Anti - Slip Surface Testing

Relinea is committed to ensuring that we always offer our customers the highest quality, safest, and most durable products. That’s why we carried out the pendulum test to ensure we are delivering the highest slip resistance possible.

What is slip resistance testing?

Slip resistance testing is designed to assess your flooring and calculate its slip risk in line with HSE Slip Resistance guidelines. The “Workplace (Health, Safety and Welfare) Regulations 1992” make it a requirement for local authorities, building owners and facilities managers to make sure that the flooring or surface of the traffic path is not slippery so there is no danger of injury to anybody. By checking the slip resistance of your surfaces, you can ensure that your flooring conforms to workplace regulations as required.

Around 10,000 people get suffer serious injuries from slips and trips each year while at work. In fact, trips and falls account for one-third of all serious injuries, with an average 90% of them resulting in broken bones. The Health and Safety Executive claims reports that slips, trips, and falls cost companies more than £500 million annually. This is in addition to the incalculable cost to the individual from the repercussions, including loss of income, pain, and poor quality of life.

A pendulum test (or PTV testing) is carried out with a specialist regularly-calibrated machine, which simulates the action of a heel swinging as it travels over a surface. The pendulum test is conducted at zero, 45 and 90 degrees in direction and over a number of times to calculate the slip potential/slip resistance rating of your flooring. The pendulum slip test is recognised by the Health and Safety Executive as a reliable and robust test providing accurate analysis on the slip potential of all types of flooring and is the subject of British Standard, BS 7976-2. The pendulum test helps measure slip potential, and fall risk on walking surfaces, including but not limited to floors, ramps, roads, walkways and bridges.

Making sure the flooring materials you choose have passed the pendulum test is a fantastic method to demonstrate to authorities and insurance providers that you have created a safe floor environment. In the event you were to be sued or have legal action taken, it can be used to fend off claims or even better, prevent them from the get-go.

What does the slip testing mean?

The testing is based on a swinging, imitation heel sweeping over a set area of flooring in a controlled manner. The slipperiness of the flooring has a direct and measurable effect on the pendulum test value (PTV) given.

A total of 15 swings is conducted in three directions (0 degrees, 45 degrees, and 90 degrees) and the average provides an overall PTV. Once the average PTV is obtained the number is then assessed against the following scale to indicate the floor’s slip potential.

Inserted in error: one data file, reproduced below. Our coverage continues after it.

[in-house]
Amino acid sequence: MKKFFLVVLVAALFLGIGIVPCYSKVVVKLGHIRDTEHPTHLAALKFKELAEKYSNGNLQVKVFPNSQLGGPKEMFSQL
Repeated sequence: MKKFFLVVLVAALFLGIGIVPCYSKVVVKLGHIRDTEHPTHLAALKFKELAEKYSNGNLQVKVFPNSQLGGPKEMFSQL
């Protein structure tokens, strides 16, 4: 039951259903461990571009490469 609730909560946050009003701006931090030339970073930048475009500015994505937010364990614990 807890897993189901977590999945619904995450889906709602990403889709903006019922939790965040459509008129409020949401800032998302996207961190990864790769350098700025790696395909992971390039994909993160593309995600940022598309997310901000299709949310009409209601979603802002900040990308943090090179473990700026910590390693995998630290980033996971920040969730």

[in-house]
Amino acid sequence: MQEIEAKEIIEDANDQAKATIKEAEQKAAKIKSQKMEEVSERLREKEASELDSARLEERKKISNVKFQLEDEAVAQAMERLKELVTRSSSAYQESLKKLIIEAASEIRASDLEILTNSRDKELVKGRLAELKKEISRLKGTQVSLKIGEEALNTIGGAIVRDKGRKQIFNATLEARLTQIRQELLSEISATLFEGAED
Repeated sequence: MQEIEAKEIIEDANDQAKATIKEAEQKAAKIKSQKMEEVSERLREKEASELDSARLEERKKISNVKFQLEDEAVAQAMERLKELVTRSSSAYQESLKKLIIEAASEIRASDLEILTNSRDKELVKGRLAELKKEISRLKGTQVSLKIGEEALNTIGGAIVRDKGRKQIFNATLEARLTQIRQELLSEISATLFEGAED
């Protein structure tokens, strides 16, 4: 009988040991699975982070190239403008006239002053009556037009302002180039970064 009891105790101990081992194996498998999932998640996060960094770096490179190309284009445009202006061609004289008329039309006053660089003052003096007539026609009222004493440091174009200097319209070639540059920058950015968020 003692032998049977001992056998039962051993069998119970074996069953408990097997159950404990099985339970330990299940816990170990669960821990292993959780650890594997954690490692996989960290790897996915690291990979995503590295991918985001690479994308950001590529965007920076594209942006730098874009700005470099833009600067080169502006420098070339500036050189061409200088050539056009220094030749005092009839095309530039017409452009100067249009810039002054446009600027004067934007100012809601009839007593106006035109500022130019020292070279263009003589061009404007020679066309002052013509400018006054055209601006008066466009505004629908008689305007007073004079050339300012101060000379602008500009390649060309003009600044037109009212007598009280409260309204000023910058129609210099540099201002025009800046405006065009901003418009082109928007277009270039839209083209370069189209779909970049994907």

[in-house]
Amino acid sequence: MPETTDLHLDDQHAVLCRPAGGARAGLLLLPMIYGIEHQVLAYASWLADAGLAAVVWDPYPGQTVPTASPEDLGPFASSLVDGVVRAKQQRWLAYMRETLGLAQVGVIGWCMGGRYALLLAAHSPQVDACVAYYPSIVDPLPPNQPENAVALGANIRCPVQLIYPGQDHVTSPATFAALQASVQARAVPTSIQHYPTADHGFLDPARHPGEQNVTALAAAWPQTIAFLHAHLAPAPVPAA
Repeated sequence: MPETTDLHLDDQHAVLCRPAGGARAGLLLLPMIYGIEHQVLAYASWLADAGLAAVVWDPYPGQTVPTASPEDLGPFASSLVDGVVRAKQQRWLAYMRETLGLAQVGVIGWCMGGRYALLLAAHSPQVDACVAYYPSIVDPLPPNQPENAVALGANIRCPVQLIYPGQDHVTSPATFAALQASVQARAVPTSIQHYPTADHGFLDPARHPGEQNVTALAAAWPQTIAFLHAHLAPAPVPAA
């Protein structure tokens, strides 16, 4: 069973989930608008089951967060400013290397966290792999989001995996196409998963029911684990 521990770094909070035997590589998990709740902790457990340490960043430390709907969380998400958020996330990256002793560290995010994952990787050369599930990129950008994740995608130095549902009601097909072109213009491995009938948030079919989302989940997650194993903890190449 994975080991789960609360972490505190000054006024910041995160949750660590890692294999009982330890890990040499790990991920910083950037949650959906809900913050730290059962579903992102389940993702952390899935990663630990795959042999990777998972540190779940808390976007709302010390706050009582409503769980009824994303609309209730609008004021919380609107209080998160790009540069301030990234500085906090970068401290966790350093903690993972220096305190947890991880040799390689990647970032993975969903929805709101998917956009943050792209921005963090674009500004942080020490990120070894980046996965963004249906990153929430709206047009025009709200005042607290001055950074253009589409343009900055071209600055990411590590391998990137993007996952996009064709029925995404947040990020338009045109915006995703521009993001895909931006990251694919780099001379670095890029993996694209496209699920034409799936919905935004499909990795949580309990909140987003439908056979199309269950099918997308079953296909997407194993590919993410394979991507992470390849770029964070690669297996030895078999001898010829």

The required PTV for the GRP flooring for your project should be determined by the intended end use of the floor surface. Higher PTVs may be required if walking on a non-level surface, or an otherwise higher-risk surface such as stairs or somewhere wet such as a car washroom or marina steps. 

pendulum slip test
extremely low slip risk
65+ Extremely Low Slip Risk
low slip risk
36 - 64 Low Slip Risk
moderate slip risk
25-35 Moderate Slip Risk
high slip risk
0-24 High Slip Risk

For the test, four specimens of our anti-slip flooring, each bonded with different types of grit – Grit 14, Grit 16, Grit 20, and Grit 40 – were assessed for their dry and wet slip resistance properties using a pendulum test.

To get a fair result we used two different types of rubber. TRL rubber and 4S rubber were used on the pendulum test rig to measure the dry and wet slip resistance properties of the flooring samples.

You can see from the tables above just how well our surfaces performed. Our 40 grit achieved an incredible score of 75 and 79 in the wet, (against the low slip threshold of just 36), making it ideal for almost all flooring conditions. To put it into context, a PTV of 20 indicates a 1 in 2 probability of a slip, and  a PVT of 36 indicates a 1 in 1 million probability of a slip.

Did you know…

The “Workplace (Health, Safety and Welfare) Regulations 1992” make it a requirement for local authorities, building owners and facilities managers to make sure that the flooring or surface of the traffic path is not slippery so there is no danger of injury to anybody.

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